mPulse

Wednesday, February 25, 2009

Does the browser really matter?

Last fall it was Chrome. Now it's Safari 4 Beta. Soon it will be Firefox 3.1 and IE 8.

Each browser has its harsh critics and fervent supporters. But in the end, does the browser really matter?

The answer to this question depends on who you speak to. Developers will say yes, because browsers make their lives hell, as none of them subscribe to the same set of standards for display, rendering, or code processing. I would bet that if you asked any developer, they would prefer that only one browser existed and was used by everyone.

The people at the end of the browser chain, you and I, don't really care either. We only care when the browser drops an unexpected rendering surprise on us, or doesn't work because the Javascript functions were designed with Browser A and B in mind and we use C and the submit button on our purchase doesn't work.

The question isn't Does the browser matter? but Why does the browser still matter?

There is no reason to have five large browsers out there. There is no reason why they should all behave differently, render pages in their own unique way.

And while people will say that having multiple versions of multiple generations of uniquely developed browsers drives innovation and prevent stagnation in Web development, I say enough is enough.

There is no reason to have yet another browser. The browser doesn't matter.

The content matters.

And when you switch the perspective around to that view, you should easily realize that the browser, any browser, is simply a window into the content being created for and by us. It should not matter to anyone that I use Opera, Safari, Firefox, IE, Camino, Chrome, or Lynx.

What does matter is that the content can be delivered to me the way I want it. Not the way the browser wants it.

What we need to realize is that browsers no longer matter. They are software. They are portals into what we are trying to do and say.

The browser is not the application; the Web is the application.

6 comments:

  1. [...] sums up many of the comments that I have made about browsers over the months [see Does the browser really matter?]. The browser is not a passive browser any more. It is a Web application portal/container. With [...]

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  2. If the web is the application, the browser is the operating system. And although no one likes it, everyone understands that Windows and MacOS are different. They are built out of different bits and pieces by different development teams and each have their unique strengths and weaknesses. The same is true for different browsers.One might as well say that we have no need for multiple desktop operating systems - Windows, MacOS, Ubuntu/Debian, Red Hat EL/CentOS, Fedora, Novell/SUSE, etc., etc.

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  3. Quite right, Mr. Unger. That is exactly the point that I am saying.If the Browser doesn't matter, and most applications are run over the web, then does it matter what operating system you use? Or if you use a traditional operating system at all?It's just as likely in the future that the primary device will be a phone/computer hybrid that is dockable and portable. As long as the apps are available and seamlessly integrate no matter what the platform is, then the operating system will go the way of the browser.Interesting, but irrelevant.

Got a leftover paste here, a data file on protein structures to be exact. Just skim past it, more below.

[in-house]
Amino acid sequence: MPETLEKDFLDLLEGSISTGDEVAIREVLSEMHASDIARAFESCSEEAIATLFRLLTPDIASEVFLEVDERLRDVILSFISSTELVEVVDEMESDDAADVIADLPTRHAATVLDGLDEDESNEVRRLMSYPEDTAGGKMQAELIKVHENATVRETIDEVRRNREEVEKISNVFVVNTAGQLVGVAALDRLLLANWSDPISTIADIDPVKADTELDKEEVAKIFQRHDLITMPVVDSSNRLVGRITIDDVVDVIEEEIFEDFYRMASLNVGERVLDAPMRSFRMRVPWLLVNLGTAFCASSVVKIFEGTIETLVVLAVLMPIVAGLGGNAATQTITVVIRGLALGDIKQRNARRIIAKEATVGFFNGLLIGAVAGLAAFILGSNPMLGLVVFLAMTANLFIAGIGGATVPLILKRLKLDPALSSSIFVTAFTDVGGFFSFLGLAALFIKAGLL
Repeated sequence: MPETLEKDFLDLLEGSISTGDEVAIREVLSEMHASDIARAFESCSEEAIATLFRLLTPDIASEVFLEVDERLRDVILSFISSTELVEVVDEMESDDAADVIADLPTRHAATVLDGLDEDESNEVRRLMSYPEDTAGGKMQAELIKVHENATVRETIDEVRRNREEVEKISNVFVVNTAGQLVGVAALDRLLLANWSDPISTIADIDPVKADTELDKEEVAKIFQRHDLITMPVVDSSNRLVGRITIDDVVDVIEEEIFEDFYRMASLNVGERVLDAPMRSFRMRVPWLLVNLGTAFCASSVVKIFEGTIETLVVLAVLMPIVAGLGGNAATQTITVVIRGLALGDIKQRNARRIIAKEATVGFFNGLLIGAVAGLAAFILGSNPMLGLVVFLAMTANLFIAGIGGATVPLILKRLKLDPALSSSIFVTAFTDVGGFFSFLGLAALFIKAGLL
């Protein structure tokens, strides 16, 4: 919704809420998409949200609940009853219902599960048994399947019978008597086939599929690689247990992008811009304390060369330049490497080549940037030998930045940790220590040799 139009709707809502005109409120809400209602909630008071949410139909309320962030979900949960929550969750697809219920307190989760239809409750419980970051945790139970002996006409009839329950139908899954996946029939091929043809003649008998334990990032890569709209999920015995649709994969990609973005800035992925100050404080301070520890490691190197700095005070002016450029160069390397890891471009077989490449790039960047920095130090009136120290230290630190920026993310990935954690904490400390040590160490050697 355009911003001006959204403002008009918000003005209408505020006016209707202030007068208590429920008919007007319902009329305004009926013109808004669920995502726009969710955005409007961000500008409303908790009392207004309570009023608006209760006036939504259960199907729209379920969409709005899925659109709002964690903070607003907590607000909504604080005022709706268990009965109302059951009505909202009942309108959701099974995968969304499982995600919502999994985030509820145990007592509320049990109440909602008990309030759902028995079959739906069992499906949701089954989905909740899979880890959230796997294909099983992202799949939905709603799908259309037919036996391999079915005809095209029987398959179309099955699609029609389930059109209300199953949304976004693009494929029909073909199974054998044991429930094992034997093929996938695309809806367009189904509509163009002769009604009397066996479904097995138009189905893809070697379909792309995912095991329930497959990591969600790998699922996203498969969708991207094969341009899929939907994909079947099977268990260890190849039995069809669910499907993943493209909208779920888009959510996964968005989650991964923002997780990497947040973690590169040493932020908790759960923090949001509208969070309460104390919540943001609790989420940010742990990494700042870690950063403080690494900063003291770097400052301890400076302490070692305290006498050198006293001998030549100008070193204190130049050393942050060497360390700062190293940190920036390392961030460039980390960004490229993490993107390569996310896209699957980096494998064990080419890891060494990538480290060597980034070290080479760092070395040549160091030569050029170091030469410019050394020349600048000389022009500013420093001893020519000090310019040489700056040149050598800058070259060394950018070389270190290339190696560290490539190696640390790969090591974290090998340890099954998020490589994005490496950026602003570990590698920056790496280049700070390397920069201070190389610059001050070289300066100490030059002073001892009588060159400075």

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  4. If the web is the application, the browser is the operating system. And although no one likes it, everyone understands that Windows and MacOS are different. They are built out of different bits and pieces by different development teams and each have their unique strengths and weaknesses. The same is true for different browsers.One might as well say that we have no need for multiple desktop operating systems - Windows, MacOS, Ubuntu/Debian, Red Hat EL/CentOS, Fedora, Novell/SUSE, etc., etc.

    ReplyDelete
  5. Quite right, Mr. Unger. That is exactly the point that I am saying.If the Browser doesn't matter, and most applications are run over the web, then does it matter what operating system you use? Or if you use a traditional operating system at all?It's just as likely in the future that the primary device will be a phone/computer hybrid that is dockable and portable. As long as the apps are available and seamlessly integrate no matter what the platform is, then the operating system will go the way of the browser.Interesting, but irrelevant.

    ReplyDelete
  6. I think the reason why Microsoft and Apple have any work at all is precisely because that issue is not irrelevant, at least as far as they're concerned. After all, if an OS was not really different from any other, why buy Windows 7, or Snow Leopard? Or even why pay money at all, and go with any of the GNU/Linux flavors? Is it artificial? Clearly. But so long as consumers actually think there is an appreciable difference in operating systems, and gear their thinking specifically towards those differences, then the particulars of the software industry will continue to thrive. Once consumers get smart, then things will have to change.

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